Hydraulic fracking ban moves along in Florida Senate, despite critics

For the past couple of years in Tallahassee, state lawmakers on both sides of the political aisle have supported banning the oil and gas-drilling process known as fracking — yet they haven’t gotten a bill passed into law.

Lawmakers are trying again, though the anti-fracking bills this legislative session are not all the same.

Take for instance the committee bill that passed out of the Senate Agriculture Committee on Monday on a party line vote.

It would ban hydraulic fracking when it involves large volumes of fluids being injected into rock formations at a high-rate of pressure.

But the legislation does not address another form of fracking called matrix acidizing, much to the ire of environmental advocates.

Matrix acidizing has been described as using many of the same chemicals used in fracking to dissolve rocks with acid instead of fracturing them with pressurized liquid.

In general, supporters say fracking produces new sources of energy, while critics call it a dangerous activity that hurts the environment – and could potentially lead to earthquakes.

In Florida’s capital, much of the discussion at Monday’s agriculture committee hearing in the Senate was not on the bill itself, but on three amendments which were introduced by two Republican state senators: Committee chairman Ben Albritton from Wauchula, and Doug Broxson from the Panhandle area.

Broxson’s amendment would prohibit using certain acids in wells. It was trashed by both supporters and critics alike of and was ultimately withdrawn.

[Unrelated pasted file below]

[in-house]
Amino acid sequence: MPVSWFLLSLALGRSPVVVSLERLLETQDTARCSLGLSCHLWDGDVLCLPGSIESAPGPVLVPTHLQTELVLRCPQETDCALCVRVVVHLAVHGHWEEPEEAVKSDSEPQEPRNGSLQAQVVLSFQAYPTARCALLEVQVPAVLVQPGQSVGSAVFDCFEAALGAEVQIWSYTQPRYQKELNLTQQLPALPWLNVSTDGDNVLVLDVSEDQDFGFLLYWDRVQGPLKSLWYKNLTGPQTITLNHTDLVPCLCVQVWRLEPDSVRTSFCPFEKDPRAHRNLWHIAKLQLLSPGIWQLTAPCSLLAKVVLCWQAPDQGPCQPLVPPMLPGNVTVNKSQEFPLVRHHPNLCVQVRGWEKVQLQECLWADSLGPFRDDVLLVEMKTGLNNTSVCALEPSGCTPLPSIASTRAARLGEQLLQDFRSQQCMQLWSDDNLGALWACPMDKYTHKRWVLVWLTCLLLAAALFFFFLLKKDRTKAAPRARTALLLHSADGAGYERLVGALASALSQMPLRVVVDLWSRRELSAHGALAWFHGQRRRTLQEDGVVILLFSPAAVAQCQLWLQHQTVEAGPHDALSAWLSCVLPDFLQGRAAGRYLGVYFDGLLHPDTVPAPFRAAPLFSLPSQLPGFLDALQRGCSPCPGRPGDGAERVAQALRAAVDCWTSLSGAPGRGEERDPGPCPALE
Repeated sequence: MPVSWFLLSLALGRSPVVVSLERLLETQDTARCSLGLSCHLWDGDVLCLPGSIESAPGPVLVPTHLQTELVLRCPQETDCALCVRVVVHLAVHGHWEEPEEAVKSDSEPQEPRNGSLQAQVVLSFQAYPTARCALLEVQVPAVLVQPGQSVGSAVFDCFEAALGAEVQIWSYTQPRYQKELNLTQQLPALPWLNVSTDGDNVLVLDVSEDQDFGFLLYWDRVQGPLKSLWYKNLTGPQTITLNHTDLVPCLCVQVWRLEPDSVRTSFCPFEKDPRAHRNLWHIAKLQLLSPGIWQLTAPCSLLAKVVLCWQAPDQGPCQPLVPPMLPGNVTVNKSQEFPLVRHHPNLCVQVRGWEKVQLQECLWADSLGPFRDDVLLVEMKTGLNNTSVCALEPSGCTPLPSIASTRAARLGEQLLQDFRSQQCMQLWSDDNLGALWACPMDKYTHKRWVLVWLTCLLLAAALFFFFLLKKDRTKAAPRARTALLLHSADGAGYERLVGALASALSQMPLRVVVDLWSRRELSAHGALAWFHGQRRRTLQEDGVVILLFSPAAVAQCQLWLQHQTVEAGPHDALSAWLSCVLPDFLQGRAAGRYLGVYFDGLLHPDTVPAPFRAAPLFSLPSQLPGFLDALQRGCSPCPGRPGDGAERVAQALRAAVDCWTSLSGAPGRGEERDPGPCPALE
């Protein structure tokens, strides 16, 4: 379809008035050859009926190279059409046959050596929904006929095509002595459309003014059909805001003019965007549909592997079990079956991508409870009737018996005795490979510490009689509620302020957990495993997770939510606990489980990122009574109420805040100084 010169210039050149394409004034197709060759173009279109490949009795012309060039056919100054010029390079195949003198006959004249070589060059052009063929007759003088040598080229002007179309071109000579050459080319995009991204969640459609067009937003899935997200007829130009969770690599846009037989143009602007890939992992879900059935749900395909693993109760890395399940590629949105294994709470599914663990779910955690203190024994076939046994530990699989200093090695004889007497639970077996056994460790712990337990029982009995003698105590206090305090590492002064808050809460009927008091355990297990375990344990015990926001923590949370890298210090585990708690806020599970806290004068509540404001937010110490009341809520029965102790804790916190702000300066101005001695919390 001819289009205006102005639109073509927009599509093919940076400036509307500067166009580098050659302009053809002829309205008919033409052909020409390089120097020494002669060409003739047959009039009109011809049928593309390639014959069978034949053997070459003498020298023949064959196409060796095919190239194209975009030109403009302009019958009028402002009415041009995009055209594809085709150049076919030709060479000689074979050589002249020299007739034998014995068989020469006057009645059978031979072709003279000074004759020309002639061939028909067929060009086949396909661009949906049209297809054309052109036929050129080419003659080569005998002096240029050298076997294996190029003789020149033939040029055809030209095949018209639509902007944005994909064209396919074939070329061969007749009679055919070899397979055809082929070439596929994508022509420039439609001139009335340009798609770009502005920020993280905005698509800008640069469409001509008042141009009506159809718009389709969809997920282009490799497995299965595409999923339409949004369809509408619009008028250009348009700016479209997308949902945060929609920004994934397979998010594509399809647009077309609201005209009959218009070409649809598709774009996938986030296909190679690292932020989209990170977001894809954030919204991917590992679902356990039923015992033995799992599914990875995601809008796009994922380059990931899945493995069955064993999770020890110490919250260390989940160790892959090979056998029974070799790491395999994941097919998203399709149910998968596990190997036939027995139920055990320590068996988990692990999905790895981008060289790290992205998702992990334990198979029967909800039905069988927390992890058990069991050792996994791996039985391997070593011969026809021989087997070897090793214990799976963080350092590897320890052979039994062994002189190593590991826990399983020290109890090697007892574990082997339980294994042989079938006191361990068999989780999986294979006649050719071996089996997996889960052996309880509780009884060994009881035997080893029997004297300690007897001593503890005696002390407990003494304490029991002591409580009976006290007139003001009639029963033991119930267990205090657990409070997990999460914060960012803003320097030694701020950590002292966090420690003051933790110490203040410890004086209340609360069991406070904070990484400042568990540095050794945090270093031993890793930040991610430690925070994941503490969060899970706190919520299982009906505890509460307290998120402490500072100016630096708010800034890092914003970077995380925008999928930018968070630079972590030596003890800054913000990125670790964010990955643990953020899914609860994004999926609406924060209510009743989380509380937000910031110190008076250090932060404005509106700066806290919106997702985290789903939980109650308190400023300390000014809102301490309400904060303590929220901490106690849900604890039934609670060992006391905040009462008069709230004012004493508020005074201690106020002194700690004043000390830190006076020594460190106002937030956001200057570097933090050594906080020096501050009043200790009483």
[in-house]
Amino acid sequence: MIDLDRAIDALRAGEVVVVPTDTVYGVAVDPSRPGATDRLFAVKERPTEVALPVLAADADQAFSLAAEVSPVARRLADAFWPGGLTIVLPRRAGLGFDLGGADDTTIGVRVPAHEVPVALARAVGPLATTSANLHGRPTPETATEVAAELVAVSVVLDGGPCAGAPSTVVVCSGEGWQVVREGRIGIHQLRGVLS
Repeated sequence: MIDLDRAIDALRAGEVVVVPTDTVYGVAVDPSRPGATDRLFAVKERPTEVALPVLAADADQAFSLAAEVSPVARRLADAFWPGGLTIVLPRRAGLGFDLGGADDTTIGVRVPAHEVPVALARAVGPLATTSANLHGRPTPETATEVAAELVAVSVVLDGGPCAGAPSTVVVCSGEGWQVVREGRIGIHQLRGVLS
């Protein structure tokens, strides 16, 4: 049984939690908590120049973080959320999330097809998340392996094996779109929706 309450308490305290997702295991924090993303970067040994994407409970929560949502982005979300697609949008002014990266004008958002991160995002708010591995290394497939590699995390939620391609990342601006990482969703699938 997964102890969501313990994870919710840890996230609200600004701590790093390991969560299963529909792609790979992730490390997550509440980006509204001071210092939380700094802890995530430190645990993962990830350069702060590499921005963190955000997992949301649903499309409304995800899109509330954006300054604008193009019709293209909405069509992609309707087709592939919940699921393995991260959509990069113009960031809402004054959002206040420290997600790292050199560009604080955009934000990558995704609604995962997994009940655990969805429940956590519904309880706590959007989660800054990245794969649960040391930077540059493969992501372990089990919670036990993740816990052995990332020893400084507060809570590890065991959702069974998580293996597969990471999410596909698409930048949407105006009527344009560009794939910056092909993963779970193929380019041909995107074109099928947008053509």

“We have no interest in changing any rules around the current water well drilling,” said Michelle Allen with Clean Water Watch. “We’ve been pretty clear from the beginning that we only want the Legislature to pass a bill banning fracking techniques: hydraulic fracturing; acid fracking and matrix acidizing.”

An appeals court last month ordered the state to issue a permit to a Broward County landowner who wants to drill an exploratory oil well in the Everglades.

Saying he had heard the concerns of the public about drilling in the Everglades from last week’s committee hearing, chairman Albritton introduced an amendment that would increase the bonding requirement for companies drilling in the Everglades from $100,000 to $500,000 per well.

It also increased the cost of a “blanket” permit from $1 million to $5 million, and it increased the penalties for failure to follow the Department of Environmental Protection rules from $10,000 per offense to $50,000 per offense. It also banned any oil refining in the Everglades.

“The goal here is that it would increase the safety of the above ground portions of the operation,” Albritton said. That amendment did pass — so it became part of the legislation that will move forward in the Legislature.

“This is a very risky proposition,” said state Sen. Kevin Rader,  a Democrat from Palm Beach County one of the dissenters.

Afterwards, the Florida Democratic Party issued a statement denouncing the vote, calling it a “sham” bill.

“Today, Senate Republicans on the Agriculture Committee gave a wet, dirty kiss to the fossil fuel industry,” said party spokesman Kevin Donahoe. “Republican senators should be ashamed for betraying Florida’s proud, bipartisan tradition of protecting our environment.”

There are other bills in Legislature that address banning fracking, including a measure sponsored by state Sen. Bill Montford, Democrat from North Florida. His bill calls for banning matrix acidizing.

 

Mitch Perry
Mitch Perry has spent the past 18 years covering news and politics in the Sunshine State, most recently with FloridaPolitics.com. He worked for five years as the political editor of Creative Loafing in Tampa, and before that he was the assistant news director at WMNF radio, where he served as creator/anchor/producer of the hour-long WMNF Evening News. A San Francisco native, Mitch began his career at KPFA Radio in Berkeley in the 1990's.

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